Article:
June 1, 2008

Possible boondoggle in broadband build-out?

There's something possibly important but important to check in the Educause podcast of a May 8 speech by John Windhausen, who runs the Telepoly website. To put his argument briefly, he is convinced that the U.S. will run out of broadband capacity, and he argues for a "national broadband policy" to expand the broadband infrastructure, specifically a $100 billion investment in getting broadband to every single home in the U.S.

I don't know about his factual predictions based on an exponential model of broadband usage growth, but I do know that he is right that the private market is not enough: the basic economics here don't make sense unless you say upfront that federal and state governments are going to pay for the majority of every single inch of conduit for this expanded broadband capacity. If I remember correctly, what happened the last time that there was network expansion (and this was not at the "last-mile-to-the-consumer" issue that Windhausen discusses) was that it was built on wildly inaccurate assumptions about the profitability of networks, with fairly highly leveraged capacity construction. Once built, the price that anyone could charge for access to the network (or, more importantly, anything above a local ISP) dropped. I forget who was left holding the bag the last time that network capacity increased dramatically, but if we're going to have more broadband, I don't want to have public financing through the back door of company bankruptcies from another highly-leveraged build-out.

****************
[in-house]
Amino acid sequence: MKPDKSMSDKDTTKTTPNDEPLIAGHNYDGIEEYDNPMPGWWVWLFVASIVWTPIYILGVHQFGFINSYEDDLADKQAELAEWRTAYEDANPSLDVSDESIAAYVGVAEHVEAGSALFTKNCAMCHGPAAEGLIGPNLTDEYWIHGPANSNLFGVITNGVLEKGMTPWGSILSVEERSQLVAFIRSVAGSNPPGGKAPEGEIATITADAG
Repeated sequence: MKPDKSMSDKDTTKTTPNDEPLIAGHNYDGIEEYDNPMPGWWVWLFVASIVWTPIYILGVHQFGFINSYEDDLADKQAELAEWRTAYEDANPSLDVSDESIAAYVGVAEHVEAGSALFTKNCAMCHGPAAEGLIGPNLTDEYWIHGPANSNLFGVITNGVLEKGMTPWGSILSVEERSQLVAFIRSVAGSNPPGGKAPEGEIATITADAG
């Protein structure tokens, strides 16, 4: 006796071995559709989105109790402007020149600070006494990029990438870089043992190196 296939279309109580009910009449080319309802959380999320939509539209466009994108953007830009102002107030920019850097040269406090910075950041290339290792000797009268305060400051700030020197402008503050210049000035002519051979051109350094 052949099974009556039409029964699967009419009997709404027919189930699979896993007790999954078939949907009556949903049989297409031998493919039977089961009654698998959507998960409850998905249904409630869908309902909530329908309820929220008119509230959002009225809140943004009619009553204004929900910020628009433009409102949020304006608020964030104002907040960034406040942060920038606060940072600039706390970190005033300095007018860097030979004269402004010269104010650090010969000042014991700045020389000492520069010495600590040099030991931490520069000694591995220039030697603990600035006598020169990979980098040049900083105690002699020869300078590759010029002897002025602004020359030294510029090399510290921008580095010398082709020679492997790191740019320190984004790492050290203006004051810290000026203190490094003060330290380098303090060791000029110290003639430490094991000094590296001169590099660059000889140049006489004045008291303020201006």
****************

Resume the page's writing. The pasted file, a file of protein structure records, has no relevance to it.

Having said that, I'm still skeptical that the best use of the next $100 billion in federal resources is to put broadband in every home.

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Posted in Random comments on June 1, 2008 12:11 AM |